Seattle from the sea


Obligatory sail shot

 Soon as I was able I got up and headed aft the cockpit and asked sailing questions of the crew. As you do. Watching them use both a big hydraulic winch and a grinder set to get the sails up was fascinating. I'm only used to the smaller winches you find on most recreational sailboats and here I was on a boat more then twice as big as some of the largest boats I find at Dayton. The captain was young but he'd been sailing a long time. He too started in a Lido 14 and did some of his sail training at Center for Wooden boats. Seemed he's sailed all over the world and I'm sure there are more stories I'd like to hear. The mate was younger still but absolutely competent in his duties.

"I'm an amateur sailor" "Oh, so am I"

 Eventually I just asked if I could steer. And they let me. The wind picked at once and we were sailing! Looking out over the deck I took in a deep breath of salt air and all was right with the world. We picked up to five knots, touching six. The wheel on the boat was incredibly light and responsive, very much like the wheel in a car with power steering. It was a trip to move the wheel three inches and see the bow start to move. Something new too was working wind instruments. Knowing where the winds was coming and at what strength in real time without the need to crane my neck was wonderful. I was on the helm for most of the trip, the crew certainly didn't mind once they figured out I sorta new what I was doing. I tacked, I gybed, we did a close pass with Neptune's Car that was pretty cool. There was a sailing schooner that fired upon us with cannons. We showed them our stern with proper aplomb.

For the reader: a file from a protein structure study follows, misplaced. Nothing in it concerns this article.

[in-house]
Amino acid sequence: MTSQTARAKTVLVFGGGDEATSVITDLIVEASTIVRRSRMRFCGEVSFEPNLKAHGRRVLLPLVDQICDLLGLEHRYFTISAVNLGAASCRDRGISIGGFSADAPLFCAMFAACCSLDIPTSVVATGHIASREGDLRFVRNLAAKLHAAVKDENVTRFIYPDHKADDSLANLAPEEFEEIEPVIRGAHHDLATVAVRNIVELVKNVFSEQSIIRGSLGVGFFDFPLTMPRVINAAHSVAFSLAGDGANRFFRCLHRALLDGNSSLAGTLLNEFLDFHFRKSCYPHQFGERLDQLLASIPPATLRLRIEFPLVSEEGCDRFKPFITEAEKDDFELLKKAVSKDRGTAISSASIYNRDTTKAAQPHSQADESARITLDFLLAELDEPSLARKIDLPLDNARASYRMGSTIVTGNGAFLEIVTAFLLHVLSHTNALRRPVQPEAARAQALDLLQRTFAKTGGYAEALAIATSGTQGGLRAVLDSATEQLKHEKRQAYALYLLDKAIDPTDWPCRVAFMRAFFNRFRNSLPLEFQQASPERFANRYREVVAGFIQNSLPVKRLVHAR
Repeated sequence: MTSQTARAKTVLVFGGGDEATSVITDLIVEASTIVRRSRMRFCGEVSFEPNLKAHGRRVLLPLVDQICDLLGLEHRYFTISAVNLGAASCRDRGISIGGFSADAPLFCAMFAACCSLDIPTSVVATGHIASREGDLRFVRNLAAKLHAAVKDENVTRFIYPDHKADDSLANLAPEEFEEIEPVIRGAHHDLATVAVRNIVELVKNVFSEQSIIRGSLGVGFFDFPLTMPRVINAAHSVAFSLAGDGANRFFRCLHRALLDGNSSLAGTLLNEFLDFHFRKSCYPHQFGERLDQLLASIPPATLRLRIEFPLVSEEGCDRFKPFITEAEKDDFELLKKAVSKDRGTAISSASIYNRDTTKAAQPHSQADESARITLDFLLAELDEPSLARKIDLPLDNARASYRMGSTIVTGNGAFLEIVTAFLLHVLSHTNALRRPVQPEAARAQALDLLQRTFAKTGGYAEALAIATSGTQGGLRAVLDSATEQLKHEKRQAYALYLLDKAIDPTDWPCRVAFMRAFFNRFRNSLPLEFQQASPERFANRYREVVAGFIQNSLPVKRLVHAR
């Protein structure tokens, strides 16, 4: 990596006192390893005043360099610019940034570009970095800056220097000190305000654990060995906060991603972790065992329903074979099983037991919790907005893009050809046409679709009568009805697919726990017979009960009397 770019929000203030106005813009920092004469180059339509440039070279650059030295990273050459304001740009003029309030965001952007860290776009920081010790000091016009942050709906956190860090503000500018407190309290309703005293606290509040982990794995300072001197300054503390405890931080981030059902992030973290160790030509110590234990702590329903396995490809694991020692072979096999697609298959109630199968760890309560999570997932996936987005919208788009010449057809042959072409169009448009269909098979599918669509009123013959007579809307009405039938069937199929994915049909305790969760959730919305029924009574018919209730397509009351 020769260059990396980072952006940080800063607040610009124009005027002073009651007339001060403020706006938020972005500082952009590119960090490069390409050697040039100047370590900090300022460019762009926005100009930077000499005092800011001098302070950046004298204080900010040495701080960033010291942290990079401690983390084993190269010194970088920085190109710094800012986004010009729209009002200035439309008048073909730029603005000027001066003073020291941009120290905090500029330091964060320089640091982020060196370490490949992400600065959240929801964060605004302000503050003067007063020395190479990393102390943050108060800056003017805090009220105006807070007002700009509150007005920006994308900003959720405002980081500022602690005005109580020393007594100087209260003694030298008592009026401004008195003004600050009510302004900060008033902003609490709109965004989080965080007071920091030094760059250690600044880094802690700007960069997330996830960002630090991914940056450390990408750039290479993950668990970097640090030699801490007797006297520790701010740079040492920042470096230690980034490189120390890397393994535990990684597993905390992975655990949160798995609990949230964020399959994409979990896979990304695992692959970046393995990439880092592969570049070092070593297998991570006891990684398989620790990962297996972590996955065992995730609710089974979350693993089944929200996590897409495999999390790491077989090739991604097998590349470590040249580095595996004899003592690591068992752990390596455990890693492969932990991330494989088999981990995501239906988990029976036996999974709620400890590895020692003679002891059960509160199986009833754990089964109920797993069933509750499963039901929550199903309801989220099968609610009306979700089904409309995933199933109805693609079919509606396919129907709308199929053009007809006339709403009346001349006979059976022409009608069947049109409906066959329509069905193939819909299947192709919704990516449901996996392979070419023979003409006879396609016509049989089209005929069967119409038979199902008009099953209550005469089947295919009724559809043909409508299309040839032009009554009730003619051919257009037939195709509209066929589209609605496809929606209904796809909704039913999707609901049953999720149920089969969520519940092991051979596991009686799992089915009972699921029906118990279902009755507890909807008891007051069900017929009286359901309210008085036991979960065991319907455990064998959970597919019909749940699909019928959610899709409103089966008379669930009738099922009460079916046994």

"Set my course for 'that way', aye"

Bring me that horizon. I could get used to this.
 Eventually I had to turn the helm back. And we did a slick little docking maneuver that they do several times a day. Got to see why you set your spring first when docking in reverse. Pulls your stern in and gives excellent control. I'd like to thank Sailing Seattle for a great time. I plan on joining again next time I'm in town. I'd suggest you do to. 

 The next day I had a sailing lesson at The Center for Wooden Boats. And I was going to sail a catboat that very few people have gotten to sail. A true Seattle boat by way of Vancouver, the Kitten Class catboat Lucile. Let me copy and paste her story from the CWB website: 

"The Kitten was designed in 1920 by John Winslow of the Royal Vancouver Yacht Club. A 15-foot wooden sailboat, the Kitten was designed to teach young women how to sail, and a detailed article on how to build the small craft was published in Pacific Motor Boat Magazine that year. Two years later, Winslow relocated to Seattle, bringing along a small fleet of Kittens to the Seattle Yacht Club. He made fast friends with local sailors, and with the help of famed Seattle boat designers and builders Ted Geary and Norm Blanchard, he modified the design of the Kitten. A fleet of these boats were built and used to teach Seattle’s young sailors. The new design made the Kitten the first self-rescuing dinghy on Puget Sound. This small vessel has marked heritage significance to King County’s maritime history, and today, there are no known seaworthy wooden Kittens."